Tomoyo-hime told the older girl that of course, the complimenting colour for the pink would very much depend upon the complexion of the one that was wearing it, and so the other Tomoyo proceeded to go into great depth about the particular, intangible green of her Sakura-chan’s eyes, her skin tone, her hair and blush and smile. She was unaffected by the fact she was only wearing her school’s winter uniform and was therefore probably quite underdressed for the company she was in – she was a Tomoyo, after all, and confident in herself -, though she did offer a brief apology as she took a seat beside the princess in the dream, and introduced herself: Daidouji Tomoyo, of Tomoeda, Japan. Again, Tomoyo-hime recounted this over breakfast the following morning to Kurogane – he was staring out of the window at some impossibly distant assumed threat so she didn’t think he heard her, so Souma hit him over the back of his head with her shoe and scolded him for his bad manners. (It was a little impossible to tell anything after that, as the two descended into yelling.)
The next time she slept Tomoyo dreamed of a pretty brunette. She was dressed in the same sort of clothes as Daidouji Tomoyo, and had green eyes and a brilliant smile. Sakura-chan. It was only a vision of the other girl – Tomoyo-hime couldn’t interact with her, only watch, see the brunette dash through a shower of cherry blossoms in some other world’s spring. When the other Tomoyo arrived Tomoyo-hime asked if that was the Sakura that belonged to her – and Daidouji’s smile was sweet, so sweet, but so terribly sad. That was the Sakura-chan she knew and loved, she explained, but Sakura-chan ‘belonged’ to someone else. He was called Li-kun, and Daidouji was so very glad Sakura-chan was happy. Tomoyo-hime tried to explain this to Souma in the morning, thinking she’d understand, but they were interrupted by four assassins and Kurogane. (Naturally, the assassins were dealt with, but it was Kurogane who broke the room’s antique table and flower-patterned screen.)
Tomoyo-hime didn’t dream of the other world’s version of herself for a long while after that. She saw Sakura-chan, though, and then she saw another Sakura, and another and another, all from different worlds, all with the same smile and warmth and radiating loveliness. And then one day Tomoyo dreamed of a certain special Sakura – though they all were, of course, special in their own way, this one… She was a princess, Sakura-hime, and she was about Tomoyo’s age, dressed in pink and white and laughing as she played in the sands of her desert country. And Tomoyo tried her very hardest to dream of that Sakura often, because she couldn’t quite bring herself to look away, her senses called to this child around which so very much revolved. She watched the girl’s life before it had even happened; saw laughter and strangeness, and then tears and pain and heartbreak. Sakura-hime and Sakura-hime, one and the same and two and different, each with a ‘Li-kun’, a Syaoran, a –
She saw Kurogane, older, grouchier, and colder, and another male beside him, thin and fair in a way Nihon men weren’t. Kurogane yelled at him a lot but Kurogane defended him – Kurogane looked after Sakura-hime too, and the boy that every Sakura seemed to have a version of, so that the boy would come into himself, and could defend Sakura himself.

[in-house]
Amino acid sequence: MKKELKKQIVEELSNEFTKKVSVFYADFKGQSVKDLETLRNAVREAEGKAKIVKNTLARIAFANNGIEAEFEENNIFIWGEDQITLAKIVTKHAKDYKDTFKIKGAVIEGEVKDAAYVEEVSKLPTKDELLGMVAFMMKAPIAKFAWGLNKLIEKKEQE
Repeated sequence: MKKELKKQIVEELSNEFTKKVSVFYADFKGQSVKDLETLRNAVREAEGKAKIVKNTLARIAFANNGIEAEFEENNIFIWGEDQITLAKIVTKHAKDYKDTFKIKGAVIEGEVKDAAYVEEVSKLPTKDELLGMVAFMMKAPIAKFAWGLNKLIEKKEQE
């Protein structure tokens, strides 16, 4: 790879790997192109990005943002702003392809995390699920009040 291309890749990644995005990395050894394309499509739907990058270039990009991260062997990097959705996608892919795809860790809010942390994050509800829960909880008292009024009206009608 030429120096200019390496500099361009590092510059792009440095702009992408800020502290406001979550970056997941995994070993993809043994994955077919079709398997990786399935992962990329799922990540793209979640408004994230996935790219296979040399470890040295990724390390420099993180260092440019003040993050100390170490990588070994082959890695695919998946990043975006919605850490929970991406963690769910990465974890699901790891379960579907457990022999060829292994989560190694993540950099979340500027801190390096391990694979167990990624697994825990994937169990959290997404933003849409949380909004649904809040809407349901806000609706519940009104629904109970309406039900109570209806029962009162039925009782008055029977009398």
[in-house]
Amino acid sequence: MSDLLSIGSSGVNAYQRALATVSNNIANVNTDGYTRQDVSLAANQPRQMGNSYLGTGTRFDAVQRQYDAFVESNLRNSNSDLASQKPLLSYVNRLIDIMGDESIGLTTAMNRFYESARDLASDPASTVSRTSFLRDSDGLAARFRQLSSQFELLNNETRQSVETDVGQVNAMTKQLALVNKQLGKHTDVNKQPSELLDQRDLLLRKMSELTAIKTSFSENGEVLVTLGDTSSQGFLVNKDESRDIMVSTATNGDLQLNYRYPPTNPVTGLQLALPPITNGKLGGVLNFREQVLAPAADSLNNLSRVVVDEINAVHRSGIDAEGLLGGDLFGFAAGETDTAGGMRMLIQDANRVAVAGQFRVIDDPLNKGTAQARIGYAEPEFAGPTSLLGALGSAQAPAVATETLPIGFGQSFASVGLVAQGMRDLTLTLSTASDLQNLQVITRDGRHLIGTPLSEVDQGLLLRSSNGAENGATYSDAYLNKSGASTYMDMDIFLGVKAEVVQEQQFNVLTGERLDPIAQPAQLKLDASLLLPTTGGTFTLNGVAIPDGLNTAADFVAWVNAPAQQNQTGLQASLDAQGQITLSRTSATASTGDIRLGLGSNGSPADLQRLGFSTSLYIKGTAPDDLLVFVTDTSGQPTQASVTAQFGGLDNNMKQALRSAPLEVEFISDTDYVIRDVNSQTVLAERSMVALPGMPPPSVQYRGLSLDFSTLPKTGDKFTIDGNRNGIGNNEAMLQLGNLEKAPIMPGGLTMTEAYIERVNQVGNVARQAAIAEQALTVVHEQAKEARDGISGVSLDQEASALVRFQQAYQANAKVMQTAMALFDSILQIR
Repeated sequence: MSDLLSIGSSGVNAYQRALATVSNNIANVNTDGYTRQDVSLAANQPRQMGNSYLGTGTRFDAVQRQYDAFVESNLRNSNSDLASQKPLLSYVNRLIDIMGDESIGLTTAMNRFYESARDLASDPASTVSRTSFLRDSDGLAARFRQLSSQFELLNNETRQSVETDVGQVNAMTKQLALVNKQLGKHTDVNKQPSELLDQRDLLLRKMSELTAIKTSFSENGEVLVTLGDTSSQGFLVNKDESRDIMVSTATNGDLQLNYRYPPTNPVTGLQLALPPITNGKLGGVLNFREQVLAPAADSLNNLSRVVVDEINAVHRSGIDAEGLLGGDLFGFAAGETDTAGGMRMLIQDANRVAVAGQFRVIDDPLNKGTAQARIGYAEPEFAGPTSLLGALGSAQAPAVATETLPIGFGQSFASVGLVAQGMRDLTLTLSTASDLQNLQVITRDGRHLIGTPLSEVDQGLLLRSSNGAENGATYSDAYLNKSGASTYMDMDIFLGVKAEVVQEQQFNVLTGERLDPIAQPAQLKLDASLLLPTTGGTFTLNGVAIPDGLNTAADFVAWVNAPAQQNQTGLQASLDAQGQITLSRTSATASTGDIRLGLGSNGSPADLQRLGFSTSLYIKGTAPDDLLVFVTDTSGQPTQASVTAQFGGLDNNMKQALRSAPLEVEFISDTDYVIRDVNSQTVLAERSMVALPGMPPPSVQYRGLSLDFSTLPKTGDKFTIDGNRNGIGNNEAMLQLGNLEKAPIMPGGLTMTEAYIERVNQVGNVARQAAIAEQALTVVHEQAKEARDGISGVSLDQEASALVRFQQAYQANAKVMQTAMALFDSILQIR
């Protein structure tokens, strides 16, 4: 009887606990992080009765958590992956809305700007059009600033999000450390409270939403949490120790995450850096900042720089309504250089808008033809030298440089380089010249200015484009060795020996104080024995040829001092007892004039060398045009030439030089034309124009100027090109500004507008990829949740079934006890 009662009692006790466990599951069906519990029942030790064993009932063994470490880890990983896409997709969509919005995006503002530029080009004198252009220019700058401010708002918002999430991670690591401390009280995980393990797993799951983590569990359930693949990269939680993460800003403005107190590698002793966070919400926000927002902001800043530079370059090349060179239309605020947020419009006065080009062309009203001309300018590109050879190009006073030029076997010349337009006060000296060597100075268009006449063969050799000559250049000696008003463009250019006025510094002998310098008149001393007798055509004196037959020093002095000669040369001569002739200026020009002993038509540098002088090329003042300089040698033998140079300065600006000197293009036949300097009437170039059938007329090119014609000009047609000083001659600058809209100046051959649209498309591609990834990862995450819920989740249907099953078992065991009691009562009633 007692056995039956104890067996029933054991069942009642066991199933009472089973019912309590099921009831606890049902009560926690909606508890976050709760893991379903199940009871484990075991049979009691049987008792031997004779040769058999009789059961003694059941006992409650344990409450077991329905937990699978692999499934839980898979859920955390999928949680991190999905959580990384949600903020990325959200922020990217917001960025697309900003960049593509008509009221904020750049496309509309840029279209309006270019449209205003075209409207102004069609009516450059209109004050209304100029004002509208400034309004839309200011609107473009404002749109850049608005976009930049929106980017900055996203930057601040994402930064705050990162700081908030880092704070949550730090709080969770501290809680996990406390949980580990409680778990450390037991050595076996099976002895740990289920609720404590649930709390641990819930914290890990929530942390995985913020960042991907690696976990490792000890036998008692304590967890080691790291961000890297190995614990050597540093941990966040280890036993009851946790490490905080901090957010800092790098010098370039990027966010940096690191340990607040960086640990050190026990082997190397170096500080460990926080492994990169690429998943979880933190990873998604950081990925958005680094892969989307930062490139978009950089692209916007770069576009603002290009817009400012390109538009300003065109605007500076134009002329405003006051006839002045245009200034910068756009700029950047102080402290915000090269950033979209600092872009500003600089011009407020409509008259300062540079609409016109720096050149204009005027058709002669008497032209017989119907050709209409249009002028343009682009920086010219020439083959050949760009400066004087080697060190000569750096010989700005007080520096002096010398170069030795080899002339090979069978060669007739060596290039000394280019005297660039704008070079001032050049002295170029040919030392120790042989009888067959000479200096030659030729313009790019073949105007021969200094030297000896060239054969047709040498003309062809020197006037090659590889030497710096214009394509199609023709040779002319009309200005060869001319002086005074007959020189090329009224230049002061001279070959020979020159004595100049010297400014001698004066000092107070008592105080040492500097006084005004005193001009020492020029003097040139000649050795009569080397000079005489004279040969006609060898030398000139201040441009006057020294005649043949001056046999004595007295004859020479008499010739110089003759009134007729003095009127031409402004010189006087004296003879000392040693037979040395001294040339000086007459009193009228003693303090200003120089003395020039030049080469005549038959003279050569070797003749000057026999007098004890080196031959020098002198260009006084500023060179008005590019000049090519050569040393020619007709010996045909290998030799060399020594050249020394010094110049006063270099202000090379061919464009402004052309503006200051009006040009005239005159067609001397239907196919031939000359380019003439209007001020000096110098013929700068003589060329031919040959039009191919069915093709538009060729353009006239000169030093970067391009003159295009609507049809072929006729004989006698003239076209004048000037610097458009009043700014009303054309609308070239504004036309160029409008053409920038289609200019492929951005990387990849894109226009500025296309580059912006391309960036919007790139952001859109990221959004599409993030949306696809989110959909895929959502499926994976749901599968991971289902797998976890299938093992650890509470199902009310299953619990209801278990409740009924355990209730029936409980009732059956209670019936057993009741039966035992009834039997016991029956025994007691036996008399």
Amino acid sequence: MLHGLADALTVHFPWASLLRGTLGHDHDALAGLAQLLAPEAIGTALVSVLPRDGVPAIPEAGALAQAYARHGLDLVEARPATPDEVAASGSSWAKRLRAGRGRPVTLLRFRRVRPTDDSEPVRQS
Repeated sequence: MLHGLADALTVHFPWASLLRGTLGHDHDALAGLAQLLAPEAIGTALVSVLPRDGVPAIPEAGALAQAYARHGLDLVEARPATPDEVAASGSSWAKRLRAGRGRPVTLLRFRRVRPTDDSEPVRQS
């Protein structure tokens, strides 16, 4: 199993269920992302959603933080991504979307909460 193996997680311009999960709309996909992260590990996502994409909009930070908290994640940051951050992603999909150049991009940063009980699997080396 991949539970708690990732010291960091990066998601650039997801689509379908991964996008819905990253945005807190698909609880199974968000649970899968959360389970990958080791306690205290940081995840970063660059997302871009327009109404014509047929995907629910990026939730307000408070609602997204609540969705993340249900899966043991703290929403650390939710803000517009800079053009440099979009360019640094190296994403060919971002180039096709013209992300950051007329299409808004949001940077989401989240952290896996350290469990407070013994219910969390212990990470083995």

Tomoyo-hime didn’t try to explain what she saw to either Souma or Kurogane the following day. Souma looked at her inquiringly but Tomoyo only drank her tea, listening to Kurogane go through some people that had been causing a ruckus in the courtyard outside her window. (Souma ran to said window after some time after there was a loud splash – apparently Kurogane had pushed some people into the sacred koi pond. Souma scolded and Kurogane yelled, and the two bickered for half an hour.)
Daidouji appeared in Tomoyo-hime’s dreams again a few nights later. The princess didn’t tell the schoolgirl how very lucky the older girl was – not every Tomoyo was lucky enough to be with a Sakura, after all; she’d seen countless Sakuras and so few Tomoyos beside them. Daidouji had a bunch of different flowers on her lap – flowers in red and pink and purple and yellow. She was holding them up against a bolt of white cloth, seeing how they matched the shifting hues there as the light played over them.
Tomoyo-hime approached, her own clothes rustling slightly, giving her away. She knelt down beside the other girl, taking a purple flower to hold in her own hands, smelling its sweet scent. “For Sakura-chan?”
“For Sakura-chan,” Daidouji Tomoyo confirmed with a nod, smiling a welcome.
Tomoyo-hime could do nothing but smile back, and dream of a hundred thousand different girls, most of whom she’d never meet. “How can I help?”
I got stuck with this prompt. I thought it would be rather sparkly nonsense at first, with the Tomoyos comparing dress notes, but then it wandered off into this odd direction. Most of it is in reported speech as, in TRC canon, most of what we hear of Piffle!Tomoyo and Tomoyo-hime saying to one another comes to us through reported speech.
I see Kurogane being about seventeen/eighteen in this? Souma’s a little older.
Chapter 14: Oz
Short crossover with The Wizard of Oz.
They arrived in a world on the edge of anarchy, social order breaking down in bright colours as strange creatures ran past singing about the end of the time of the witches and wizards – it was a time for peace, for munchkins and men. When they arrived in a sphere of light, bending in through reality from another world to land in a crowded marketplace, the surrounding people gawked, their little faces horrified and awe-struck as they stared upon the five travellers appearing from nowhere.
“Witch!” One of the little people cried out, pointing rather accusingly at a bemused Fai. Mokona had landed on his shoulder after the transport, and clearly this new world had never seen anything like the magical creature.